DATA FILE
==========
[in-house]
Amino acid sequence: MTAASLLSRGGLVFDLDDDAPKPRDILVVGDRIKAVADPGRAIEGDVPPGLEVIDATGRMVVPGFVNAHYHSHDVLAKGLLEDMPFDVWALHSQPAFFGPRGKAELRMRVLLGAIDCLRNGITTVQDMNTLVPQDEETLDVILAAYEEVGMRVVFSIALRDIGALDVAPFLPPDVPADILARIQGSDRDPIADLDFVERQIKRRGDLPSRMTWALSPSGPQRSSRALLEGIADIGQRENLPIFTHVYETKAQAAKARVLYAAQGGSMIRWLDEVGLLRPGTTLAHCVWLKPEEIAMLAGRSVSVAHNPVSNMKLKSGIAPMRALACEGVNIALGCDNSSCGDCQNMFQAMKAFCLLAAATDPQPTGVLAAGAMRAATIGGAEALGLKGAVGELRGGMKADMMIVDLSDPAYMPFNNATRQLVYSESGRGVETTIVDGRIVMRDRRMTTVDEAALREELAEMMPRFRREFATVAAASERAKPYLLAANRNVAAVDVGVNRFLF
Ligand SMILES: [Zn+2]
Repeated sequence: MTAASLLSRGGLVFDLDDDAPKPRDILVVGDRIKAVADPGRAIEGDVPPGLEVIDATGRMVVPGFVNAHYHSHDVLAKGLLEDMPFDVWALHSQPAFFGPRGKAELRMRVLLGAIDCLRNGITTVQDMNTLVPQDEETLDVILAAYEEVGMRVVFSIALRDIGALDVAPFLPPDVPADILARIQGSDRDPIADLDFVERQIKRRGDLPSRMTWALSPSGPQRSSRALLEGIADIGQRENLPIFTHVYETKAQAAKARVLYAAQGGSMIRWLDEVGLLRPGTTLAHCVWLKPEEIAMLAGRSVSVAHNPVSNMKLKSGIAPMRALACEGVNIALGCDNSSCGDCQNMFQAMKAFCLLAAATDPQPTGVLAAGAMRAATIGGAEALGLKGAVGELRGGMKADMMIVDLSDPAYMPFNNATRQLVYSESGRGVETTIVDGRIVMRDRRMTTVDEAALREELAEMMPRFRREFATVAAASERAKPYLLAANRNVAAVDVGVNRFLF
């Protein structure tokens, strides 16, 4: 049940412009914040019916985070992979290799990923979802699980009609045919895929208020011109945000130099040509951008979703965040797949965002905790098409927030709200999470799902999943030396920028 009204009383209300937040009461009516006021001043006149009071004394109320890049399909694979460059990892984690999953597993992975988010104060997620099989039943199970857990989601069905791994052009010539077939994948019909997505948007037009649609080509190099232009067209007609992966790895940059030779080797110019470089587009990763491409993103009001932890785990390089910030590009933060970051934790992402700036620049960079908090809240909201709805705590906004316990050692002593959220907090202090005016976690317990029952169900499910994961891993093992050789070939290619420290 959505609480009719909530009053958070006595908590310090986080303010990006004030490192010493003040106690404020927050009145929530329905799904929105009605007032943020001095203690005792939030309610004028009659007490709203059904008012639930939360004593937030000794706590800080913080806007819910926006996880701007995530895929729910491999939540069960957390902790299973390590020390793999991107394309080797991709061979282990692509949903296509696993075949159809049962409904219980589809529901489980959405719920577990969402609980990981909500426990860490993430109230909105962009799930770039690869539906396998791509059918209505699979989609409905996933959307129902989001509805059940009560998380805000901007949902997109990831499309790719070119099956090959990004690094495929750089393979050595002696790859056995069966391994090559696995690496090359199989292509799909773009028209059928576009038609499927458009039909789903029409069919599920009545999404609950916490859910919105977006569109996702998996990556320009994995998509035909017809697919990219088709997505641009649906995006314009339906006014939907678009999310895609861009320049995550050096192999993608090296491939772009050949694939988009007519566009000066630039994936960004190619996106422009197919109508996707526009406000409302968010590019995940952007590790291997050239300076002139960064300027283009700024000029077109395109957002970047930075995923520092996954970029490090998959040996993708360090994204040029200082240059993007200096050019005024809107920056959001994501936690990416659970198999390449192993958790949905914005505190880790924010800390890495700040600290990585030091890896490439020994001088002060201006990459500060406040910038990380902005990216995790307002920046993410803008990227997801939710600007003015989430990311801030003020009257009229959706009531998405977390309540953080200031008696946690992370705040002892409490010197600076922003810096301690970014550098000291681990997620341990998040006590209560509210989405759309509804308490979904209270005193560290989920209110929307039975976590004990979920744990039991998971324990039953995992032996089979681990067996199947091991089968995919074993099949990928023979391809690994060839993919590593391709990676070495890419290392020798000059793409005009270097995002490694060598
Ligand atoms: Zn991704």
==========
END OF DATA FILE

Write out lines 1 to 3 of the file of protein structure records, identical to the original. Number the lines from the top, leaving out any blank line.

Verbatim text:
[in-house]
Amino acid sequence: MTAASLLSRGGLVFDLDDDAPKPRDILVVGDRIKAVADPGRAIEGDVPPGLEVIDATGRMVVPGFVNAHYHSHDVLAKGLLEDMPFDVWALHSQPAFFGPRGKAELRMRVLLGAIDCLRNGITTVQDMNTLVPQDEETLDVILAAYEEVGMRVVFSIALRDIGALDVAPFLPPDVPADILARIQGSDRDPIADLDFVERQIKRRGDLPSRMTWALSPSGPQRSSRALLEGIADIGQRENLPIFTHVYETKAQAAKARVLYAAQGGSMIRWLDEVGLLRPGTTLAHCVWLKPEEIAMLAGRSVSVAHNPVSNMKLKSGIAPMRALACEGVNIALGCDNSSCGDCQNMFQAMKAFCLLAAATDPQPTGVLAAGAMRAATIGGAEALGLKGAVGELRGGMKADMMIVDLSDPAYMPFNNATRQLVYSESGRGVETTIVDGRIVMRDRRMTTVDEAALREELAEMMPRFRREFATVAAASERAKPYLLAANRNVAAVDVGVNRFLF
Ligand SMILES: [Zn+2]